The museum is a 45,000 square meter compound (484,000 sq. ft.) that includes a library, restaurants, gift shops and other usual fare of large western museums.
According to the museum, when the great architect I.M. Pei was asked to design the building, he went on a cultural journey across the Middle East to feed his inspiration. "This was one of the most difficult jobs I ever undertook," he said, according to the museum. "It seemed to me that I had to grasp the essence of Islamic architecture. The difficulty of my task is that Islamic culture is so diverse, ranging from Iberia to Mughal India, to the gates of China and beyond."
By most accounts, Pei pulled it off.
As Nicolai Ouroussoff wrote in The Times, "The museum’s hard, chiseled forms take their inspiration from the ablution fountain of Ibn Tulun Mosque in Cairo, as well as from fortresses built in Tunisia in the eighth and ninth centuries — simple stone structures strong enough to hold their own in the barrenness of the desert landscape. In order to create a similar sense of withdrawal from the world, Mr. Pei located his museum on a small man-made island, approachable from a short bridge. Seen from a distance, its blocklike forms are a powerful contrast to the half-finished towers and swiveling construction cranes that line the waterfront. Stepped on both sides, the apex of the main building is punctuated by a short tower with an eye-shaped opening that masks an interior dome."
Ouroussoff went on:
From certain angles the structure has a flat, chimeric quality, like a stage set. From others it seems to be floating on the surface of the water — an effect that recalls Santa Maria della Salute, the imposing Baroque church that guards the entry to the Grand Canal in Venice.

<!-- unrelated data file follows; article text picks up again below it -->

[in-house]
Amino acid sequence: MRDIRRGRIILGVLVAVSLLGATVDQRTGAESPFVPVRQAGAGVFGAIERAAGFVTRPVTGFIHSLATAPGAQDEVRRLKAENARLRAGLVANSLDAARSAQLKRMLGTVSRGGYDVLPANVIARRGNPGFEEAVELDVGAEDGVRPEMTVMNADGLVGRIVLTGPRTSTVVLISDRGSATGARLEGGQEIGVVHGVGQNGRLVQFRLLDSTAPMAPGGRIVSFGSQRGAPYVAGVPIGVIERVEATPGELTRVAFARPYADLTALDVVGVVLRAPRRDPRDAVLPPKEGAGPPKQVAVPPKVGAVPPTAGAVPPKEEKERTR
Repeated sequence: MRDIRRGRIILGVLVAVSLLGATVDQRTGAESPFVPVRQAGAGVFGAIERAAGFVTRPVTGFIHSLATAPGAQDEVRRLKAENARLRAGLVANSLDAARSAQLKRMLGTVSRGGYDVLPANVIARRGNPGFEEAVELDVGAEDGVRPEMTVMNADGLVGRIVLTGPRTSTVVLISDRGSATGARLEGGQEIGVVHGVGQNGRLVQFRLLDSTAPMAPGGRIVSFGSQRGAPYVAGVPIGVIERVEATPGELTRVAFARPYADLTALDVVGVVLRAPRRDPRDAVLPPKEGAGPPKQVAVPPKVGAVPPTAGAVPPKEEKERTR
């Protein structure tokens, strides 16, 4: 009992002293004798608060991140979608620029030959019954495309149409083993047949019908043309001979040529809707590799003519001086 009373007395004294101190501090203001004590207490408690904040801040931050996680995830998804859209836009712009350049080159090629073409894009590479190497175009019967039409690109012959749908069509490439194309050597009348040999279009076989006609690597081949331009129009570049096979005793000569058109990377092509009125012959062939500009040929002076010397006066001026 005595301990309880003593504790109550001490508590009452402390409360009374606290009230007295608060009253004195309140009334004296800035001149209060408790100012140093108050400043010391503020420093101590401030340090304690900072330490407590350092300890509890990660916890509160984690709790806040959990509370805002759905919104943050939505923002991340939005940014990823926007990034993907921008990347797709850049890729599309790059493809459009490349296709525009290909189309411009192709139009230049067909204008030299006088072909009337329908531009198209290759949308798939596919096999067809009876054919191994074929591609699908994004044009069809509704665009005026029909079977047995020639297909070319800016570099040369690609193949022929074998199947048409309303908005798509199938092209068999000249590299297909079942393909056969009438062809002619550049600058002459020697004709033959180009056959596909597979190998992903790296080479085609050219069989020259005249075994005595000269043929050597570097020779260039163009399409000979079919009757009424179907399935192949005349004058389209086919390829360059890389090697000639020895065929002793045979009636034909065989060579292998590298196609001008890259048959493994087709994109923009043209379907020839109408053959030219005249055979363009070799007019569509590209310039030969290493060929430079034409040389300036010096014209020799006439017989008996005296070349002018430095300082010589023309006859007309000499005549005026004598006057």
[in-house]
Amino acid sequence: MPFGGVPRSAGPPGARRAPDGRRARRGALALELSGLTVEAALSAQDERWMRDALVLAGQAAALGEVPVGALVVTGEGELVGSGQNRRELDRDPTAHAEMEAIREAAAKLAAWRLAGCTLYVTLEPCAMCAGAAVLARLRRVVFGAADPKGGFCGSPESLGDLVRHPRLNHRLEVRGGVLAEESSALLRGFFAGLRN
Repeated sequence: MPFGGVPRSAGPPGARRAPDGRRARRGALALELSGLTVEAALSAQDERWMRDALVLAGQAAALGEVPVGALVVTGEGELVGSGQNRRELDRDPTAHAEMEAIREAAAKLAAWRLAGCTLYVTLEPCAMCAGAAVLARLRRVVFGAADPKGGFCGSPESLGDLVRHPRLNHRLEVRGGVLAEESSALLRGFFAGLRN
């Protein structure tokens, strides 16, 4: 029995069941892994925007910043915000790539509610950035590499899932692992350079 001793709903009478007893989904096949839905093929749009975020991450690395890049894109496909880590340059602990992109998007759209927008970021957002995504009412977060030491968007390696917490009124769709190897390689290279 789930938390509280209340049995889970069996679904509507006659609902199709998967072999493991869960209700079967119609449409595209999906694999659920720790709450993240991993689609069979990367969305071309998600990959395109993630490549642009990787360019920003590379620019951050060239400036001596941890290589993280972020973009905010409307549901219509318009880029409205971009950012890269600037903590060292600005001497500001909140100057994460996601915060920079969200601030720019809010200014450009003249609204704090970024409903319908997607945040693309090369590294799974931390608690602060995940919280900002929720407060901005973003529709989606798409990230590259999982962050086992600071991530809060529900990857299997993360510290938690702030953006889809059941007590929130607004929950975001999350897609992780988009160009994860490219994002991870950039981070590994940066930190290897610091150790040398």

As one approaches the building, the full weight of the structure begins to bear down, and the forms become more imposing. The bridge, flanked by rows of tall palm trees, is set diagonally to the entry, which makes the stacked geometric forms appear more angular and the contrast between light and shadow more extreme.
Soon a few traditional details begin to appear: the two small arched windows over the entry; a covered arcade that links the museum to an education center. These touches seem minor, but they provide a sense of scale, so that the size of the building can be understood according to the size of the human body.
The blend of modern and Islamic themes continues inside, where Mr. Pei draws most directly from religious precedents. The hemispherical dome, an intricate pattern of stainless steel plates pierced by a single small oculus, brings to mind the geometric patterns used in Baroque churches as well as in ancient mosques.
The weight of the interior’s chiseled stone forms, with the dome resting on a faceted drum and square base, evokes both classical precedents and the late works of Louis Kahn, whose fusion of modern structure with a timeless monumentality was a turning point in Modernist history.
Qatar's foray into art as a means of re-defining the country's image in the Middle East and the world was largely begun by Saud bin Mohammed al-Thani who, until his dismissal as the country's art-acquisition chief in 2005, spent $1.5 billion for five museums being planned at the time. One of those was the Museum of Islamic Art. His dismissal was the result of fears among the reigning al-Thani family that Saud was buying more art for his personal collection than for the nation's museums.
By 2010, the Museum of Islamic Art was just one among a resurgence of cultural institutions on the more liberal, eastern side of the Arab Peninsula, as Abu Dhabi was planning a new branch of the Guggenheim Museum, a new branch of the Louvre, and a national history museum.